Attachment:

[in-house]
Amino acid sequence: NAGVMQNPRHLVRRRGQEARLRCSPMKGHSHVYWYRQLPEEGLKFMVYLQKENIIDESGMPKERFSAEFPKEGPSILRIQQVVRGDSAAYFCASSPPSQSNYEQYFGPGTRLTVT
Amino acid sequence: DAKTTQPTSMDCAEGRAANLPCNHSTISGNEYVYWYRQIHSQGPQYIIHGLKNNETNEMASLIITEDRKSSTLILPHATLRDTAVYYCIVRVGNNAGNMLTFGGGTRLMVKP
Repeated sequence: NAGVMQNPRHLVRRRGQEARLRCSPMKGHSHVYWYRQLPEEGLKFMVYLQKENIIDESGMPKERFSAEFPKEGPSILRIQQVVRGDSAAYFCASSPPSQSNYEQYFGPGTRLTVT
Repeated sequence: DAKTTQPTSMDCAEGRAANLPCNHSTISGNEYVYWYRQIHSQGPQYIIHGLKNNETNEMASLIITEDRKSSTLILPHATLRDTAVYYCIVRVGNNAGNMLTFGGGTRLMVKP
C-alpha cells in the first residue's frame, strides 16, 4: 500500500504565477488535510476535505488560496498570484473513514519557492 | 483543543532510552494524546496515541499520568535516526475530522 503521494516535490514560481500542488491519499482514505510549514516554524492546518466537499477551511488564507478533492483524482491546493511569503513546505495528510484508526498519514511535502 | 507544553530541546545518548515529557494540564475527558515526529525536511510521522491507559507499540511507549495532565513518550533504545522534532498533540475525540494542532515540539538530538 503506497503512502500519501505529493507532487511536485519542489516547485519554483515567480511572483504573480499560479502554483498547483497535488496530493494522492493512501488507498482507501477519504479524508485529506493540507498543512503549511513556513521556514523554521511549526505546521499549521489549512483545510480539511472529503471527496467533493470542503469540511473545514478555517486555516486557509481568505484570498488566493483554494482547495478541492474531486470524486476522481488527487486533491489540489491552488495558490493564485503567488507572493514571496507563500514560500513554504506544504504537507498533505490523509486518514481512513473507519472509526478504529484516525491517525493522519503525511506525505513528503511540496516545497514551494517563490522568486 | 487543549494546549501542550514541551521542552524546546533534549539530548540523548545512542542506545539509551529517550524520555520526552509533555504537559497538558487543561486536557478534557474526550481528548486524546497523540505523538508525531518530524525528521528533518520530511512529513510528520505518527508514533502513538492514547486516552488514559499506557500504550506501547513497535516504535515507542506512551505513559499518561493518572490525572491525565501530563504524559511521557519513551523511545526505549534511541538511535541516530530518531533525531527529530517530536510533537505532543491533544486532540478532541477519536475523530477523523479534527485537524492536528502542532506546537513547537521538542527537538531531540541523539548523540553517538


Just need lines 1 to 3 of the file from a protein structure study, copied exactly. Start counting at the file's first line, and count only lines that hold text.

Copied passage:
[in-house]
Amino acid sequence: NAGVMQNPRHLVRRRGQEARLRCSPMKGHSHVYWYRQLPEEGLKFMVYLQKENIIDESGMPKERFSAEFPKEGPSILRIQQVVRGDSAAYFCASSPPSQSNYEQYFGPGTRLTVT
Amino acid sequence: DAKTTQPTSMDCAEGRAANLPCNHSTISGNEYVYWYRQIHSQGPQYIIHGLKNNETNEMASLIITEDRKSSTLILPHATLRDTAVYYCIVRVGNNAGNMLTFGGGTRLMVKP